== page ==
Your company’s first external audit can be a bit overwhelming. The audit firm will seek a considerable amount of audit evidence from your business – and if you want to prepare for that compliance audit in advance, there’s an equally vast amount of information available about how audits should work.

Every company’s audit experience will differ, depending on the scope and the standard against which you will be audited. Below, however, are several actions that can help you prepare for your first external audit and achieve a favorable outcome.

What Is an External Audit?

An external audit is a procedure where an independent auditor (either one person or a professional audit firm) evaluates a company’s financial reports. In most cases, external audits are legally required. For example, in the United States and most other countries, all publicly traded companies must undergo a financial statement audit annually. Other times, private investors might require an audit before investing, or state law might require public charities to undergo an audit.

This audit form is usually designed to assess how well the company’s financial statements adhere to a specific set of standards. In the United States, auditors determine how well a company follows Generally Accepted Accounting Principles (GAAP).

What is the Purpose of an External Audit?

An external audit gives investors and financial market stakeholders assurance that a company’s accounting records are “fair,” complete, and following other legal requirements or compliance obligations.

“Full assurance” means that investors are satisfied that external auditors thoroughly examined a company’s systems or controls and that audit results are correct. In auditing, “fair” denotes “objective or accurate.”

A complete set of financial statements includes:

  • A balance sheet
  • A profit and loss statement
  • A cash flow statement
  • A statement of owners’ capital, also known as stockholders’ equity

What is an Internal Audit?

An internal audit is something the company does itself and is generally not required by law. This audit is intended to analyze the primary risks that the organization faces, the company’s effectiveness in managing those risks, and the control systems that management has put in place.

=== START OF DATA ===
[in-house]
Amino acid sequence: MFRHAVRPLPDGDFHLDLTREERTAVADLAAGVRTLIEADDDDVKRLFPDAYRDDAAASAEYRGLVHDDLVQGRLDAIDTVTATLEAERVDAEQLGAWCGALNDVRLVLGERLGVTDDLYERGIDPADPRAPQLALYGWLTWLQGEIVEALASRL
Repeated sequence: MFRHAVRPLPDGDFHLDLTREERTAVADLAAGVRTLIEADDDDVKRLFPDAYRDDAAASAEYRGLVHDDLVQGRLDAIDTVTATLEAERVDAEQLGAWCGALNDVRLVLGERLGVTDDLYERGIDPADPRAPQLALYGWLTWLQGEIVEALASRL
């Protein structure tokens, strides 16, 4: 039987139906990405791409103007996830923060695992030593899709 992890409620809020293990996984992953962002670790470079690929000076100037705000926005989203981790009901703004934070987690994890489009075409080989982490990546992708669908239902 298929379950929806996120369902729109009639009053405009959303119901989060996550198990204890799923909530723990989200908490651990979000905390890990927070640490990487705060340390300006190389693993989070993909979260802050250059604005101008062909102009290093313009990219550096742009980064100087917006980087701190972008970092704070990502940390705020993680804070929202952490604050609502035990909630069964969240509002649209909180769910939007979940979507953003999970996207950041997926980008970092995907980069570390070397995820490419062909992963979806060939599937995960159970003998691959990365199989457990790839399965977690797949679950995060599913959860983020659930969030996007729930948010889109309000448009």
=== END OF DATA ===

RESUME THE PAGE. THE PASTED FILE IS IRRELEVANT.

Internal auditors frequently have a more consultative function, making recommendations to assist management in strengthening their systems and controls when they uncover problems in specific business areas.

What is the Difference Between an External and an Internal Audit?

While internal and external audits are complementary and may need close collaboration, their goals and areas of concentration differ.

Internal auditors examine their organization’s governance, risk, and control systems holistically (in other words, internal audits include non-financial issues and data). In contrast, external auditors are concerned with the accuracy of business accounts and the organization’s financial condition or, in some industries, the organization’s regulatory compliance.

What is the purpose of the audit report?

The audit report is the primary deliverable provided after an external audit. It aims to communicate the external auditor’s opinion on whether the financial statements are presented fairly and by Generally Accepted Accounting Principles (GAAP) and auditing standards.

A clean audit opinion indicates that the financial records are free from material misstatement and can be relied upon by the annual report readers and board of directors. Any disclaimers, qualifications, or adverse opinions would be highlighted in the audit report, along with the underlying audit issues.

The report may also communicate significant findings or issues encountered during the on-site audit. Overall, the audit report aims to assure the accuracy of the financial reporting and statements to the business owner and audit committee.

Reading the audit report helps stakeholders understand the results of the external audit and determine if the presentation of the company’s financial position and expenditures can be depended on.

5 Tips To Prepare For Your External Audit

     1. Understand the Standard

An audit is a report that evaluates your organization’s performance against an external standard, so take the time to read and understand the standard you will be compared to. This is critical to understand the approach the external auditors will take. Moreover, it will help you to avoid taking unnecessary actions by touching on topics outside the scope of the audit. Finally, a general understanding can help you manage the external audit more efficiently.

     2. Identify Your Subject Matter Experts (SMEs)

No one knows your internal processes better than your SMEs. Based on the standard you need to meet, determine which of your employees have the best knowledge to help the external auditor understand and evaluate your business and information security processes. Make sure you explain the importance of the upcoming audit to those SMEs and present your understanding of the standard so the auditors can lend knowledge and experience to prioritize actions for preparation.

     3. Allocate Resources to the Experts